In the very near future, the nonprofit sector will start organizing in the metaverse. The possibilities are wide open. At the most basic level, we’ll see billboards in the metaverse that advertise good causes and actions people can take in the metaverse, such as real-time cryptocurrency donations and buying NFTs with the proceeds benefitting nonprofits. Years out we’ll start seeing large-scale events, such as protests in the metaverse and fundraising events ranging from benefit concerts to marathons. Your future workplace may also exist in the metaverse.
To begin exploring, buy your organization a headset and experience the metaverse as a team. Brainstorm and make a commitment to follow emerging trends in fundraising and advocacy in the metaverse. Nonprofit Tech for Good will provide updates through our e-newsletter and if you are an emerging expert in the metaverse for nonprofits, please contact us to share your knowledge through guests posts.
All that said, in addition to understanding the big picture of the metaverse, there are other important concepts that nonprofit professionals need to understand.
Cryptocurrency is currently the financial system of the metaverse. Mastercard is investing in startups that will further digitalize money, Visa now offers a card that earns Bitcoin Rewards, and Walmart is opening Bitcoin kiosks. Whether crypto is the future or destined for colossal failure is a story yet to unravel, but for nonprofit professionals, it is a megatrend that you need to need to be aware of. The Giving Block is the best resource for understanding cryptocurrency and its potential for fundraising and to get started with cryptocurrency, consider creating a digital wallet on Coinbase.
Non-fungible Tokens (NFTs)
According to Business Insider, a non-fungible token (NFT) can be defined as a unique identifier that can cryptographically assign and prove ownership of digital goods. Digital goods can range from digital art that you can buy, sell, and collect on OpenSea to accessories for your avatar in the metaverse. Adidas recently sold out their inaugural Into the Metaverse NFT line and as far as we know none of the $23 million raised went to support a nonprofit. Nike is next to drop virtual sneakers, so to all the enterprising fundraisers out there, RTFKT Studios is the design firm working on the project. That said, there are NFTs that are being sold to raise money for charity with many, many more to come.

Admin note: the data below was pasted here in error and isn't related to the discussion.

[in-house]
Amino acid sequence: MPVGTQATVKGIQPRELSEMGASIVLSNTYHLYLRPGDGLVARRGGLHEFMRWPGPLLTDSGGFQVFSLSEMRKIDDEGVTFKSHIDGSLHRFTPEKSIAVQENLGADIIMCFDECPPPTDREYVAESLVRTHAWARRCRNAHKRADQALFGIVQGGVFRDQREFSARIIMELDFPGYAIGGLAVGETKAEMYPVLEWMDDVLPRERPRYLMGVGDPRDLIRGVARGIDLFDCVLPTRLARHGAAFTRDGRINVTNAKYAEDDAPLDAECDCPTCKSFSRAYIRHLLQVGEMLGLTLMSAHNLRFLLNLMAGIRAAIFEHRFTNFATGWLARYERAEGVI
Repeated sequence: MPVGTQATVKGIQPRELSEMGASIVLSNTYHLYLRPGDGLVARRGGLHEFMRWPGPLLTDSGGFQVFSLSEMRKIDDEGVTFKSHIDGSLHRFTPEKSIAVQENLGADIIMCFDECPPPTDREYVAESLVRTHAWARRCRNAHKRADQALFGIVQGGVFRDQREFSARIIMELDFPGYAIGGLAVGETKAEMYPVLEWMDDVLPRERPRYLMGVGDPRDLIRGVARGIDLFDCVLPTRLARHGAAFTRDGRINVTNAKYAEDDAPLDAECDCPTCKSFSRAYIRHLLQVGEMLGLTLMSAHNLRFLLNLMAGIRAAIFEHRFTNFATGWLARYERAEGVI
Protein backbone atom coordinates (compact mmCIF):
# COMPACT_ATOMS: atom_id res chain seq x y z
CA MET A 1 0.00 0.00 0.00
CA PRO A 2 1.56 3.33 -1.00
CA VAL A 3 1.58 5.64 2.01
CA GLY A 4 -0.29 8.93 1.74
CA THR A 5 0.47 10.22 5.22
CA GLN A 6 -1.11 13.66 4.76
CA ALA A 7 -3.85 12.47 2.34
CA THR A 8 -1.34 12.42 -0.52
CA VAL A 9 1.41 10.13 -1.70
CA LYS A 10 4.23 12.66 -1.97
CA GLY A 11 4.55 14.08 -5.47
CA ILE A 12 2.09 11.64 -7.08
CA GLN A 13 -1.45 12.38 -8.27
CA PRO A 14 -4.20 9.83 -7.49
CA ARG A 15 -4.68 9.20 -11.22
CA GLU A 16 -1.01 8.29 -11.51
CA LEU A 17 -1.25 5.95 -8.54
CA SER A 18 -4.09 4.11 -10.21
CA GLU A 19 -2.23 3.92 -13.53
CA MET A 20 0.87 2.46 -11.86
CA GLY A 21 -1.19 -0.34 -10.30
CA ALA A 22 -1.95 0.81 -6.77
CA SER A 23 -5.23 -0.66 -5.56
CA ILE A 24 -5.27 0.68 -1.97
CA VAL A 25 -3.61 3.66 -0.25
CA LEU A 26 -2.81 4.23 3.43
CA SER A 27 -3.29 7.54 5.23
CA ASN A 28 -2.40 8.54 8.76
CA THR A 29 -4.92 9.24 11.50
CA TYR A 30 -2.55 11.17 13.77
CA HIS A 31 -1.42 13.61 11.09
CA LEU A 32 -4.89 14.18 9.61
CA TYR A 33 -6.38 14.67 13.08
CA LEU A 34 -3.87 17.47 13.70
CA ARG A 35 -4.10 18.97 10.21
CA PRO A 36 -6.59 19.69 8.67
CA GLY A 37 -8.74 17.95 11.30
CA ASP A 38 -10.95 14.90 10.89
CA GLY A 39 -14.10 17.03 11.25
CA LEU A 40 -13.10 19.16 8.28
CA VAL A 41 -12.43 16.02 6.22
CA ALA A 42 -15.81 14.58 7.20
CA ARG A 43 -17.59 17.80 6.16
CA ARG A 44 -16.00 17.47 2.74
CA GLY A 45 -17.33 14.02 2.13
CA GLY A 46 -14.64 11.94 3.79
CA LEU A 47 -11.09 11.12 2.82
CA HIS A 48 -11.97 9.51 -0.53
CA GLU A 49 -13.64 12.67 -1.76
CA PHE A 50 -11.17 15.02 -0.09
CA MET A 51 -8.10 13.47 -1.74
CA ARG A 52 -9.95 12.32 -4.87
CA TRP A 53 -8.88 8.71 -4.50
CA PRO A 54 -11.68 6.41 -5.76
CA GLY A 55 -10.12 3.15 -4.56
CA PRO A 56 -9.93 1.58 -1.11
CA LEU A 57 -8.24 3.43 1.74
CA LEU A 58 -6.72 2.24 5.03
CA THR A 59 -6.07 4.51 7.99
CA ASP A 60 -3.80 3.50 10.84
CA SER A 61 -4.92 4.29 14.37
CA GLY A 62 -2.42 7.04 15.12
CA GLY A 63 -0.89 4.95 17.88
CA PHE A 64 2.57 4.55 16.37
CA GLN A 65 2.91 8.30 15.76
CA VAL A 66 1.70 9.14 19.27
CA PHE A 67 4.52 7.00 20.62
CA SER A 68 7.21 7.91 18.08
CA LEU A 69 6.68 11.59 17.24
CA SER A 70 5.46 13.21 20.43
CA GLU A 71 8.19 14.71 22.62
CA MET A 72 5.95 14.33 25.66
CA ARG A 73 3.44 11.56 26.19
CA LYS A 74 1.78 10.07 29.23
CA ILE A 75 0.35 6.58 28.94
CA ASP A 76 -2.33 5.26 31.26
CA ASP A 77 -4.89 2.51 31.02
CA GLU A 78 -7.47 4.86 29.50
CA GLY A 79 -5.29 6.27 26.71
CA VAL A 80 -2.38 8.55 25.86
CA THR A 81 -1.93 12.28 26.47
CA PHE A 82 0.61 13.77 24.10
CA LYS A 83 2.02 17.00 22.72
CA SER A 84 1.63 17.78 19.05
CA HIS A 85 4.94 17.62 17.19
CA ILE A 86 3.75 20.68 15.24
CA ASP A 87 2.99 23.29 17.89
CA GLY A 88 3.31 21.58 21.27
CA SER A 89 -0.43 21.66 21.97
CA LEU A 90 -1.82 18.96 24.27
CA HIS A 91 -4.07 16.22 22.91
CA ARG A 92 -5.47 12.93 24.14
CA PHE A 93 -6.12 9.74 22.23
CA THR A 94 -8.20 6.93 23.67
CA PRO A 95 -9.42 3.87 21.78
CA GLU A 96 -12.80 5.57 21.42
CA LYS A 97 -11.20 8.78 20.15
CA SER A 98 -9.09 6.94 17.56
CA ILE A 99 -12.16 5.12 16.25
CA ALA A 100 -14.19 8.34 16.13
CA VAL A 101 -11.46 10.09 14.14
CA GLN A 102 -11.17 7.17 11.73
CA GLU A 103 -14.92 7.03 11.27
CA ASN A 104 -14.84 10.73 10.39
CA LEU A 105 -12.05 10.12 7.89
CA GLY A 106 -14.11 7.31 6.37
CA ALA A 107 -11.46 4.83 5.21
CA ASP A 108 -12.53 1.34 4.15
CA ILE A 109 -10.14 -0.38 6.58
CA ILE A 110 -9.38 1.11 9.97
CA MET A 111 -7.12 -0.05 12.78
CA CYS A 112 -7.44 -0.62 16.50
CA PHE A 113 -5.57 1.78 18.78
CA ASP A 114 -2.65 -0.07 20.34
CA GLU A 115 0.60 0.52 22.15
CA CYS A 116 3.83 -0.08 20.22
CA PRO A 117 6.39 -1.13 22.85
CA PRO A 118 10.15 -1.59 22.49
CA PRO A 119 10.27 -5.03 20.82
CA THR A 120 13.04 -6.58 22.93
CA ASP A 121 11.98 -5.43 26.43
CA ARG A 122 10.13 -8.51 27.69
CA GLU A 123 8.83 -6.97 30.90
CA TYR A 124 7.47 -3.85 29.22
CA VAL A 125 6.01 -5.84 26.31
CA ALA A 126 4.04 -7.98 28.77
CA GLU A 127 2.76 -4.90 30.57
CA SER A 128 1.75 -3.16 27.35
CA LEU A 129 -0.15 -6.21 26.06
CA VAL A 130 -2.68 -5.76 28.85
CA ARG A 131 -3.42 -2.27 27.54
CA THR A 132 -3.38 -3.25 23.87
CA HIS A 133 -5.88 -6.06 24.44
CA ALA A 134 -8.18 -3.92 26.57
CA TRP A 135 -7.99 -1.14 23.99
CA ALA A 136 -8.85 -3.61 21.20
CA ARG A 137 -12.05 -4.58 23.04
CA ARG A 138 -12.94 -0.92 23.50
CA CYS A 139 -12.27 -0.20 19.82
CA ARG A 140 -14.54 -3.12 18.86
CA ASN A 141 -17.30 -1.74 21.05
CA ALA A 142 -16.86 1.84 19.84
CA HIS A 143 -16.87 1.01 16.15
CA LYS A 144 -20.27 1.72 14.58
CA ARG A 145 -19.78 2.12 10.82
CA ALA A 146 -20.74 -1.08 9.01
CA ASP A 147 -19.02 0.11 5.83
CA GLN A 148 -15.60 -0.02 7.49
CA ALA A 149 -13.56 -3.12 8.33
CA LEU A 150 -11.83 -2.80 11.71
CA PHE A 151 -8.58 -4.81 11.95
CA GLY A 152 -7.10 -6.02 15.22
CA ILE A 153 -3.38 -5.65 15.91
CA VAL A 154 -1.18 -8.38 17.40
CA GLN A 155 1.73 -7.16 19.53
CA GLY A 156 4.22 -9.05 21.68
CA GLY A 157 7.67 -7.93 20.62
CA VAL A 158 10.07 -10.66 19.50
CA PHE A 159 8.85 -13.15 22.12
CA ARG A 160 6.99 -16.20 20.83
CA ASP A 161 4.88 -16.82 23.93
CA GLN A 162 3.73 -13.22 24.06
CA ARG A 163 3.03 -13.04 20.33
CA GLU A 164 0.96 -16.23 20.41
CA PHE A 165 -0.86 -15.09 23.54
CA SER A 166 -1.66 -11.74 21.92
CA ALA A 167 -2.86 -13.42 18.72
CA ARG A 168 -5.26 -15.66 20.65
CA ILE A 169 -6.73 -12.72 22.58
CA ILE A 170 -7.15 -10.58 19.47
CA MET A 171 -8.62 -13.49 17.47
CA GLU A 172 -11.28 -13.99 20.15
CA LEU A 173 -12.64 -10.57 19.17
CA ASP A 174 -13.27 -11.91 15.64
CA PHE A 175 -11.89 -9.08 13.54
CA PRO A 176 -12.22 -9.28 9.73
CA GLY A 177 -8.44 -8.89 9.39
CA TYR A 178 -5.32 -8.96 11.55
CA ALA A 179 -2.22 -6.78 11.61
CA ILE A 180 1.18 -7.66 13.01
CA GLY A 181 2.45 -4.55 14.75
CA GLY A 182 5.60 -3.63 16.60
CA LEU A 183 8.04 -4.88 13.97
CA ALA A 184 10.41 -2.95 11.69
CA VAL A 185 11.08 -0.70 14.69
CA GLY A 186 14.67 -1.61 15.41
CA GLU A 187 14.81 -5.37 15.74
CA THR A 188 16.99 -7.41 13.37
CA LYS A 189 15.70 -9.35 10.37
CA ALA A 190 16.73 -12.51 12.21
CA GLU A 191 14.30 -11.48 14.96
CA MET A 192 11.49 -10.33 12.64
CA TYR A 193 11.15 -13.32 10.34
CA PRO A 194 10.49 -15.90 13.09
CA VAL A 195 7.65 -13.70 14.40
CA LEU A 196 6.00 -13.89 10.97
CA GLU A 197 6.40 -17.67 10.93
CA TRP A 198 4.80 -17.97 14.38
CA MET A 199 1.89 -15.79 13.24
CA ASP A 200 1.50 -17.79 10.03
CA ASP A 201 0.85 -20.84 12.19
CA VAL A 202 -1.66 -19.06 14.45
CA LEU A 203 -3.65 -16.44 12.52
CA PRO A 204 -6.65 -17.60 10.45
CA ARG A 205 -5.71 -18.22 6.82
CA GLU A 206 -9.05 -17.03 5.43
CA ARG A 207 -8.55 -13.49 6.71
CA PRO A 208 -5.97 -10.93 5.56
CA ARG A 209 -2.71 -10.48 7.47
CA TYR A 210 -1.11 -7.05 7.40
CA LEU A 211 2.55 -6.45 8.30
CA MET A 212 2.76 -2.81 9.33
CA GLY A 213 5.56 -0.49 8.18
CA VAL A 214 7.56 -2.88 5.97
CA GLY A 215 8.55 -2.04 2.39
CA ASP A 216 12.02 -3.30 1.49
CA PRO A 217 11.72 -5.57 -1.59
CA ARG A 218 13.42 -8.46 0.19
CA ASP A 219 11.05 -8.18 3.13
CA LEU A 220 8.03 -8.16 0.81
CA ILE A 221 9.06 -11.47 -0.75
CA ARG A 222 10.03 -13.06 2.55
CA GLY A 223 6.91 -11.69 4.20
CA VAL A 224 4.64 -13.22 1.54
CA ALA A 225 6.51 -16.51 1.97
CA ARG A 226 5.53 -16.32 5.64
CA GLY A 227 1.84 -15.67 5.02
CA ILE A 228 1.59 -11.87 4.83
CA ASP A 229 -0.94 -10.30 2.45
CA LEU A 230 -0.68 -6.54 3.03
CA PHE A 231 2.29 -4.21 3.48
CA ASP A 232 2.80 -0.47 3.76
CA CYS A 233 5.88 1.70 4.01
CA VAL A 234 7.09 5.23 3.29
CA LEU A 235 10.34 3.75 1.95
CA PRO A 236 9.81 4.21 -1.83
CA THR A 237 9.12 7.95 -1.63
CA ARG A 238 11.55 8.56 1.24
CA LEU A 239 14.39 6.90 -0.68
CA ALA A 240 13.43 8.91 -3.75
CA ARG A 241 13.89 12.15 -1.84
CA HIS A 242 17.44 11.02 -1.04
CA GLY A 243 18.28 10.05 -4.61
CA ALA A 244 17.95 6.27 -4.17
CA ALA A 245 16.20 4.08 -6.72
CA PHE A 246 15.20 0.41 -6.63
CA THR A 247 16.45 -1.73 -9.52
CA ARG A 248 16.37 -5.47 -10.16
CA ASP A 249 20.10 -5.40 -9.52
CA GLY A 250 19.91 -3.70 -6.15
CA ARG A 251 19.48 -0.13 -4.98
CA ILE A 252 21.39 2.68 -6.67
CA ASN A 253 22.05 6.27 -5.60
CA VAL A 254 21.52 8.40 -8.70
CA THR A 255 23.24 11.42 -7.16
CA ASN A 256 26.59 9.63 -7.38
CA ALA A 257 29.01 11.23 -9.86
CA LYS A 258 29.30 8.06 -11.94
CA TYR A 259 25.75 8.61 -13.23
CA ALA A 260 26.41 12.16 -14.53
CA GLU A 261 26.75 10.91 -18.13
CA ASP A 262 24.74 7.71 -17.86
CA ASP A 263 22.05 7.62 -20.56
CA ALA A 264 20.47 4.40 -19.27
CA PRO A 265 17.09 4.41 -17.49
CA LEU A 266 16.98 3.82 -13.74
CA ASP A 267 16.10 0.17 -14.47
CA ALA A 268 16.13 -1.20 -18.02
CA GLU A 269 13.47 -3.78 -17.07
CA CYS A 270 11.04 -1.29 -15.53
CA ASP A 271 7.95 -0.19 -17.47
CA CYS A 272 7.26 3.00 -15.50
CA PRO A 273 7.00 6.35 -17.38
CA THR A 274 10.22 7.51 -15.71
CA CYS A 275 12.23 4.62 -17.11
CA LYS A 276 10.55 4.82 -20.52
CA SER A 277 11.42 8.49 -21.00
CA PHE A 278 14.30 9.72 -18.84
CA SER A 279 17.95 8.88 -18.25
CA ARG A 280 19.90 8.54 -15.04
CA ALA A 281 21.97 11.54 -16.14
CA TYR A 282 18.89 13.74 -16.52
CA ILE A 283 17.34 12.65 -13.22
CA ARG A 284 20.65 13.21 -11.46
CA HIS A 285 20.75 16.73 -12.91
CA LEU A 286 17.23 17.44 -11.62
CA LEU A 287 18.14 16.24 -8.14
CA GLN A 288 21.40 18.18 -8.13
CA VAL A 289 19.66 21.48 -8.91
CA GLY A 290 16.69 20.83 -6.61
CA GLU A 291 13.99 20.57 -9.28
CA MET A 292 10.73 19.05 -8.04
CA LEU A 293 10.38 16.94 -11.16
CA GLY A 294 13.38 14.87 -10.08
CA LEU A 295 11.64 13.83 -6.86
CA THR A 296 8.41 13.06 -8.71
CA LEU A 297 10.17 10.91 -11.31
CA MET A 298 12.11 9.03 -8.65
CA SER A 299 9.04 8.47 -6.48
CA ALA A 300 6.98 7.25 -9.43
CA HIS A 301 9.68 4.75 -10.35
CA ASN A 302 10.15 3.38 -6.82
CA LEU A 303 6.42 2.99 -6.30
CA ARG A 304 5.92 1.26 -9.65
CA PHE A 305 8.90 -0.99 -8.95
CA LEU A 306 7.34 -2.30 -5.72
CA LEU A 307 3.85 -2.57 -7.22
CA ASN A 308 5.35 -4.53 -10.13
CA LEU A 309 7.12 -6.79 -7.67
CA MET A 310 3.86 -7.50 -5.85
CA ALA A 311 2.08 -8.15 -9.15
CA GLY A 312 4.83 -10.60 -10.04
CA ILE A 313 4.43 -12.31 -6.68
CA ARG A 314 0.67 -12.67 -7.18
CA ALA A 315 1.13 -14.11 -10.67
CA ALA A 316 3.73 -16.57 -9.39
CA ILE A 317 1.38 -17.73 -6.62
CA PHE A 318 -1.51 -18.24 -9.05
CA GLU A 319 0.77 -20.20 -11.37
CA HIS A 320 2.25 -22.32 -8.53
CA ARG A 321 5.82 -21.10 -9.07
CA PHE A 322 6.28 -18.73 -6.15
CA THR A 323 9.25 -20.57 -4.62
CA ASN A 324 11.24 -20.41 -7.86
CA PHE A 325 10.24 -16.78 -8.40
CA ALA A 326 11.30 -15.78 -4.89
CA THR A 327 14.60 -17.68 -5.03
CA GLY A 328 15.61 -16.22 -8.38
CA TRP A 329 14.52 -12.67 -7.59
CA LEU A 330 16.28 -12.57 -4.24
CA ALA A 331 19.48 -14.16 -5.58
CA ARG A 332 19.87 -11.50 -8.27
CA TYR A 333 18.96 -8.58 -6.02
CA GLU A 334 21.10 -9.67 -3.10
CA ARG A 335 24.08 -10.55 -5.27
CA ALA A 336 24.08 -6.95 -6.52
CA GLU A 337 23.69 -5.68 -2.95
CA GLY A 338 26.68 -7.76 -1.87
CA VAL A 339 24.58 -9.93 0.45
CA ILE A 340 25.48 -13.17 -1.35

Also worth a mention is Second Life (founded in 2003) – an online platform that allows people to create an avatar for themselves and have a second life in a virtual world. A visit to the Second Life Marketplace can help you better understand the concept of shopping for NFTs in the Metaverse. Susan Tenby, a pioneeress in nonprofits exploring the metaverse through Second Life, can be listened to in this 2010 webinar by TechSoup explaining the concept of the Nonprofit Commons in Second Life.
Augmented Reality (AR)
Augmented reality is defined as an interactive 3D experience that combines a view of the real world with computer-generated elements in real time. A good example is the IKEA App which allows users to see IKEA furniture virtually in their home before purchasing. In the future, AR could expand to holograms of ourselves doing everything from going on safari in Kenya to attending a conference. In the metaverse today, AR and VR are blending to become one simultaneous user experience.
Virtual Reality (VR)
Virtual Reality is the use of computer technology to create a three-dimensional simulated environment, such as Horizon and Hubs. The gaming community pioneered VR, but the technology is now expanding worldwide into all aspects of society.
In conclusion, the metaverse is here and Nonprofit Tech for Good is jumping in and joining the ride. Our Oculus Quest 2 is on its way and we’ll keep you updated. We paid the $299, but hey Meta, how about donating five thousand headsets to nonprofits? As all fundraisers know, it never hurts to ask, especially on Twitter.